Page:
You’ve just left your nine-to-five. Before heading home for the day, you decide to hit up your favorite watering hole. As you peruse the menu during happy hour, you notice the classification under your preferred brew reads, “Wheat Beer,” but what exactly does that label mean?
Cracking The Code: Wheat Beer Defined
Wheat beer, otherwise known as a weizenbier, is a brew that’s derived of at least 50% malted wheat. From American pale wheat to Hefeweizen to Berliner Weisse, wheat beer is highly effervescent with a light, refreshing flavor that’s perfect for spring get-togethers and summer barbecues. Many wheat beers also feature fruity notes, such as vanilla, clove and classic banana flavors. Because of the traditional yeast strains, this type of beer retains a remarkable head, creating an enjoyable, distinctive drinking experience.
Explore Your Palate
If you’re new to the world of craft beer, odds are you don’t know all that much about the different types of wheat beer. Whether you enjoy a fruity, refreshing brew paired with a rich dessert or prefer a dark, heavy beer made for sipping, the spectrum of wheat beer offers various flavors, carbonation levels and acidities to suit your palate. Here are some common types of wheat beer:
Lambic – The beer born wild. Top-fermented by multiple wild yeast strains in a process known as spontaneous fermentation, Lambic features unusual, unique flavors and is often brewed with fruits, such as raspberries, apricots and grapes, toning down the tartness.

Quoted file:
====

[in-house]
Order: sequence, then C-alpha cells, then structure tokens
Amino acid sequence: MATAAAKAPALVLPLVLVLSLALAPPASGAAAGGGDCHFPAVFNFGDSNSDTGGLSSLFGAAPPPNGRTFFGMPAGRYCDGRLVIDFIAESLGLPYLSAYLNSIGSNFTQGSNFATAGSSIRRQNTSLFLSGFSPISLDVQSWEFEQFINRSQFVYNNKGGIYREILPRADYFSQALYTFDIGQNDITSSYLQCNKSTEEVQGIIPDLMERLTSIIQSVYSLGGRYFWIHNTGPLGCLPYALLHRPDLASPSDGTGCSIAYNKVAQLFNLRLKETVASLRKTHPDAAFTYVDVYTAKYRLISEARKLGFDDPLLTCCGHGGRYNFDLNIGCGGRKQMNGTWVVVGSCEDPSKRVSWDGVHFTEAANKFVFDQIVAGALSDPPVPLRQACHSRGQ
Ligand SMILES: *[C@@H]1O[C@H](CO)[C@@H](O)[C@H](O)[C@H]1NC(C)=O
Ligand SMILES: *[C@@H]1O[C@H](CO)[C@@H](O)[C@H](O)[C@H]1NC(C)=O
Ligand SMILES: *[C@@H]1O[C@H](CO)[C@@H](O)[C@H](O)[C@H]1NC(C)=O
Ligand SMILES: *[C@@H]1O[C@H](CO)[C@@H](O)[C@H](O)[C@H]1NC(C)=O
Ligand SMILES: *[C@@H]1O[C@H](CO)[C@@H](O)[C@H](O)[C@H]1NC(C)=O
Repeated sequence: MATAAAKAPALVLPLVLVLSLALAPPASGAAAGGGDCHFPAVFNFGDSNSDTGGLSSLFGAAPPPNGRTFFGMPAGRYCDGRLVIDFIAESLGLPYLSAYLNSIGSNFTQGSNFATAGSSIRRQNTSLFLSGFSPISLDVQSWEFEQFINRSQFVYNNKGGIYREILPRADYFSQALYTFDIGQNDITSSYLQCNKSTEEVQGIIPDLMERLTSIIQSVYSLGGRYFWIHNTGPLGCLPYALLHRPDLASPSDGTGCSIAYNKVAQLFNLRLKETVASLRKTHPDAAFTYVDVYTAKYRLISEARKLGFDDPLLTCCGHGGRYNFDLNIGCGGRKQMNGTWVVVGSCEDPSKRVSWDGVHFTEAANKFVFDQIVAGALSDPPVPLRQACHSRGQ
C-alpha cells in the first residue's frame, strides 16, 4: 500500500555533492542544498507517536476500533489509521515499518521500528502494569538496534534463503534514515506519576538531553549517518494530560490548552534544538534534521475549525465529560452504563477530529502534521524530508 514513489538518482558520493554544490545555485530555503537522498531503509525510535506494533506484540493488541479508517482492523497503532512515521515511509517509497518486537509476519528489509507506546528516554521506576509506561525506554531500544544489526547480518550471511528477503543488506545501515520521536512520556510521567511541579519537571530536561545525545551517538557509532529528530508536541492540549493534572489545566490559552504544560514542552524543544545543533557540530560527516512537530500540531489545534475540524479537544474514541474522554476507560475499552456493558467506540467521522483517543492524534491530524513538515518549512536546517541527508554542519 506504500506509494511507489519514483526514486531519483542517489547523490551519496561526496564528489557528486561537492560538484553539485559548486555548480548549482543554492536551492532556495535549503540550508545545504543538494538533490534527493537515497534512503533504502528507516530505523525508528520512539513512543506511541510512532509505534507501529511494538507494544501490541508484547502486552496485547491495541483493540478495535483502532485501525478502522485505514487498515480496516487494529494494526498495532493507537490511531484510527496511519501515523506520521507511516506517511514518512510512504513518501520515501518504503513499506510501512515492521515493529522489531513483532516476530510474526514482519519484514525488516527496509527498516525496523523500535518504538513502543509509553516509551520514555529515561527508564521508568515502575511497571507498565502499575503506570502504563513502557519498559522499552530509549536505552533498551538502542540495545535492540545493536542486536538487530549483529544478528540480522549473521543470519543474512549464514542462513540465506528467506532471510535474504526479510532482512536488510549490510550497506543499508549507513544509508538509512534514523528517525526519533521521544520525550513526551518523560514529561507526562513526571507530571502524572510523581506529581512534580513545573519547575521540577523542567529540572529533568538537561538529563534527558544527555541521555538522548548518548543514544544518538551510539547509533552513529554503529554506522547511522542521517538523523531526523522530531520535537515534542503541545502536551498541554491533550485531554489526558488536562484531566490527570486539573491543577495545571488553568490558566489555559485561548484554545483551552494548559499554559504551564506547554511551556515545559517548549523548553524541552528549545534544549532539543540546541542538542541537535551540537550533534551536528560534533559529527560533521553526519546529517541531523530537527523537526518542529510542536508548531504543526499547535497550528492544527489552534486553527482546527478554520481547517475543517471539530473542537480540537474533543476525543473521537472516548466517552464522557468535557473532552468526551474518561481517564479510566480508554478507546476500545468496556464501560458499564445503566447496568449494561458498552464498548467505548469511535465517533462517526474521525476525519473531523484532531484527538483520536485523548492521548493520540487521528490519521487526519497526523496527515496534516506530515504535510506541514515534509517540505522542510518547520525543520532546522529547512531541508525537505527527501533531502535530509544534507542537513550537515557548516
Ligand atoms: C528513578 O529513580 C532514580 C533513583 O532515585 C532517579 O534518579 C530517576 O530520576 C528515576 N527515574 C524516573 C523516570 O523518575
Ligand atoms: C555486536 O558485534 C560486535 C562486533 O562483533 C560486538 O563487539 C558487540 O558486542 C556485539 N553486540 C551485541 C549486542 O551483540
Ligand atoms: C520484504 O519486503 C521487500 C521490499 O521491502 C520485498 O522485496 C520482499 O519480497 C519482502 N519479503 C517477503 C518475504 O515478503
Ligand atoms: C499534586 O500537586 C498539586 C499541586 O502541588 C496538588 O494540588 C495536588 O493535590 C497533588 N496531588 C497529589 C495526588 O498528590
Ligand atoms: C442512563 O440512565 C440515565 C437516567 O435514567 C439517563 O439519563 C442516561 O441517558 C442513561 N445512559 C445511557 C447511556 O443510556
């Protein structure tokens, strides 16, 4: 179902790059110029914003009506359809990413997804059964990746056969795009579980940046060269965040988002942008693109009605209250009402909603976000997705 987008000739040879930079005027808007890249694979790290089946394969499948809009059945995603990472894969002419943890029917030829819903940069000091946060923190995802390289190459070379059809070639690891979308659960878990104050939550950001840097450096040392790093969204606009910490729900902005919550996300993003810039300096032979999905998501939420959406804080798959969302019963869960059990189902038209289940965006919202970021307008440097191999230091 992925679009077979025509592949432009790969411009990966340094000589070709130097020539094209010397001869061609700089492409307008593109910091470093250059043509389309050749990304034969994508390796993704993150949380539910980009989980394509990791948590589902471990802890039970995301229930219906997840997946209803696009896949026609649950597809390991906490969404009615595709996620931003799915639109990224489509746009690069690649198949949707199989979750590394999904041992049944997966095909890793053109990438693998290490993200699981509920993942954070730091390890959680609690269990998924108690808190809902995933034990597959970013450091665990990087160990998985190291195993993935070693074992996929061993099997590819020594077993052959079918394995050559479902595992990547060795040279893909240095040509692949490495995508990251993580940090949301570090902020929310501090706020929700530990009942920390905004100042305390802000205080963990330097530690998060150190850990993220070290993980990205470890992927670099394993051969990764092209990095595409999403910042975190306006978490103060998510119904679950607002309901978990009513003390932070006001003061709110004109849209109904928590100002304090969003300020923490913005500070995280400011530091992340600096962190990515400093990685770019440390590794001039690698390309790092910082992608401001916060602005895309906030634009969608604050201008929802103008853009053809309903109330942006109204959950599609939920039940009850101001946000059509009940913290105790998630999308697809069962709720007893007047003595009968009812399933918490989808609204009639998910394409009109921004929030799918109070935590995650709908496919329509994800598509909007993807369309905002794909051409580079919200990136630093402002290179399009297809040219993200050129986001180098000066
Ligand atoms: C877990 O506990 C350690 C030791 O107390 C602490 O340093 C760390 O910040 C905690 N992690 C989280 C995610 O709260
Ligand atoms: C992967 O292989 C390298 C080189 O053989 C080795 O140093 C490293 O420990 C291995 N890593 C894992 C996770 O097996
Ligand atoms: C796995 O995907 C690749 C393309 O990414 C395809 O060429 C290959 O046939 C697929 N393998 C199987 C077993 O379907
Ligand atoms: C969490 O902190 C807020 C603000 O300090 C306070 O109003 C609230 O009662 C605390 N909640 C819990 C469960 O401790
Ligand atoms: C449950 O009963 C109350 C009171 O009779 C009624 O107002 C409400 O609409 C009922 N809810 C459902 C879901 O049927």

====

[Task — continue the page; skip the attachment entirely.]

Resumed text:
Berliner Weisse – The refreshingly tart beer. With a sour, acidic taste and almost no hop bitterness, Berliner Weisse is pale in color and low in alcohol content, making for a smooth, light drinking experience.
Hefeweizen – The original wheat beer. Hefeweizen is unfiltered and contains a small amount of hops, high carbonation and a signature banana flavor.
Dunkelweizen – The darker version of Hefeweizen. Delectably creamy with notes of vanilla, banana, clove, bubblegum and/or nutmeg, Dunkelweizen is brewed with caramelized or roasted malts, contributing to its dark, sometimes chocolaty nature.
Bockbier – The beer made for sipping. Because of its high alcohol content of 6% or more, Bockbier has a distinct, rich malt flavor that balances sweetness with nut-like notes.
Weizenbock – The middle ground between Bockbier and Hefeweizen. Generally made with bold fruit and complex malt flavors, Weizenbock tends to taste spicy due to its high ABV. It’s creamy and refreshing – but comes with a kick.
Thirsting for more? Contact Columbia Distributing to learn more about the domestic and imported beers, craft beers and other alcoholic beverages we distribute.